This time around, they at least don’t have to deal with trying to bowl to Jason Holder for a day at a time, banned as he is from the match for a slow over rate.  There has been much sympathy for him, but in principle the decision is fair enough – it is the lack of consistency that is the problem.  However, it needs to be said that much noise concerning slow over rates comes from the likes of us, while anecdotally, it can’t be said that it is a pressing concern for most, which perhaps puts us as outliers.

To replace him, the West Indies have called up an all rounder in Keemo Paul as a direct replacement, and another fast bowler in Oshane Thomas.  Which they go with will say a lot about how fragile they believe England to be after their previous drubbings.

For England, unless injury forces a change from Stokes and Foakes, if they do change anything it is most likely to be to bring in Mark Wood, who whatever his shortcomings in his career to date, and injury has plagued him, is certainly the only member of the squad who might have the pace to match the West Indians.  It really is like being back in 1985 – all we need is for someone to talk about meeting fire with fire.  If this is what England go with, the player at most risk is Sam Curran, keeping up the fine tradition of England replacing a bowler when the batsmen fail.  Wood himself directly commented on that, in a delightfully off message observation that will not have endeared him to the England hierarchy.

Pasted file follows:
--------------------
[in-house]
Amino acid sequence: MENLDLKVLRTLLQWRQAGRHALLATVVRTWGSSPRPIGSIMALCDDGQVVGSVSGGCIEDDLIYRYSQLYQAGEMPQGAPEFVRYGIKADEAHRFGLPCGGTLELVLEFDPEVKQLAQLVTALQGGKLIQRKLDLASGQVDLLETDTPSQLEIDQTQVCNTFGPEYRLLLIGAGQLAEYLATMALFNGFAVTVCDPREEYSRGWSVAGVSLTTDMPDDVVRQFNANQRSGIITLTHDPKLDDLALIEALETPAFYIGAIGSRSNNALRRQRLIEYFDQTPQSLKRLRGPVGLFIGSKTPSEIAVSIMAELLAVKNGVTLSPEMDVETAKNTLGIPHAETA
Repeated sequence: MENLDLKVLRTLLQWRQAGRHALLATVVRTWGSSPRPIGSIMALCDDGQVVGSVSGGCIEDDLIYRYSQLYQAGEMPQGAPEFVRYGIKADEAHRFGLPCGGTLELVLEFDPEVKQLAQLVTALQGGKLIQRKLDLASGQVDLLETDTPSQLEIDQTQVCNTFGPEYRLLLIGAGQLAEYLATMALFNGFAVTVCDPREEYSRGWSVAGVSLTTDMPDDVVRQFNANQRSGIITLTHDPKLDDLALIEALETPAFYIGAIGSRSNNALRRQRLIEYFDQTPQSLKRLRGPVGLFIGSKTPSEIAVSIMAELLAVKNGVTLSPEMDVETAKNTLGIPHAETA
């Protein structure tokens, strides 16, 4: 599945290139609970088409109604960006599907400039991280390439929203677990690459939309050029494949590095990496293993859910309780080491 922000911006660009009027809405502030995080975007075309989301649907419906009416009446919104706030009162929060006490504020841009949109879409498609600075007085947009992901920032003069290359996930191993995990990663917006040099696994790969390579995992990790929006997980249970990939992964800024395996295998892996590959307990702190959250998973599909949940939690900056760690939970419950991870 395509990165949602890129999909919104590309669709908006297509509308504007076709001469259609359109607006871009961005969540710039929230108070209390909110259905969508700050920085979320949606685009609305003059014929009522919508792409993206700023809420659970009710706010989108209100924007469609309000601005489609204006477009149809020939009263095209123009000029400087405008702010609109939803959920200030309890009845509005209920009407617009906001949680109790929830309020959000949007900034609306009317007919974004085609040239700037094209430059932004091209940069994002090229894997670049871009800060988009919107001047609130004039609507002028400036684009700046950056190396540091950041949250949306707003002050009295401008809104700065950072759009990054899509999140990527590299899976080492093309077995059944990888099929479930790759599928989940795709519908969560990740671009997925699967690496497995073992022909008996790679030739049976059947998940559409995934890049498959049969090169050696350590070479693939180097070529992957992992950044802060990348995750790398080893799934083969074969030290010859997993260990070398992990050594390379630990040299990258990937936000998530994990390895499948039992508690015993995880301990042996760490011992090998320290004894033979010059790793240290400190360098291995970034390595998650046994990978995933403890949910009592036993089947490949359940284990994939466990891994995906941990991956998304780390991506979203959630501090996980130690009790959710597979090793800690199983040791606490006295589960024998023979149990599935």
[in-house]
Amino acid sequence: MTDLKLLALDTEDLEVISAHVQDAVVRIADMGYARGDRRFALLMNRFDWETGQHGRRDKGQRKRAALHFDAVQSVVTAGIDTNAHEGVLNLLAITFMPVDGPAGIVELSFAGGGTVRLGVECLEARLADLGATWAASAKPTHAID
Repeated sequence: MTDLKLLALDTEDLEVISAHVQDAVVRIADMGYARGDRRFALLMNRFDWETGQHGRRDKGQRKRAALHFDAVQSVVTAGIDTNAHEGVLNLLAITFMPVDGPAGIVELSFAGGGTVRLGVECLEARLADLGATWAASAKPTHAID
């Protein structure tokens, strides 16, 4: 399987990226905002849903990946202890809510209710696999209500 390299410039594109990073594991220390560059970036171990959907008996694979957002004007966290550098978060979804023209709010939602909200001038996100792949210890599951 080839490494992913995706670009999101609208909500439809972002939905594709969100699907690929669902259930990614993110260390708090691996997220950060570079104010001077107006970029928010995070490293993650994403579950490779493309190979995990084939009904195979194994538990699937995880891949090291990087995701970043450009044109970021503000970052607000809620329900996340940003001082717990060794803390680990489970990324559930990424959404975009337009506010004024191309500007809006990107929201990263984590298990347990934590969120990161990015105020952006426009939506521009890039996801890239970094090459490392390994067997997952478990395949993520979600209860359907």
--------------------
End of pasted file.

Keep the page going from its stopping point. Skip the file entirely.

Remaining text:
“I think I’ve got a chance. It’s very harsh to leave a bowler out when it’s the batting that’s failed but that always seems to be the case, doesn’t it?”

Optimism is in short supply, but it is always possible that England will have learned some lessons from the series to date.  Perhaps they’ll bat more responsibly, and not assume they are in a one day international.  Perhaps they’ll consider occupation of the crease to be a valid aim.  Perhaps they’ll bowl to do more than try and invite the kinds of reckless shots that England batsmen make.  But the evidence to date suggests it unlikely.  Still, that’s the beauty of sport.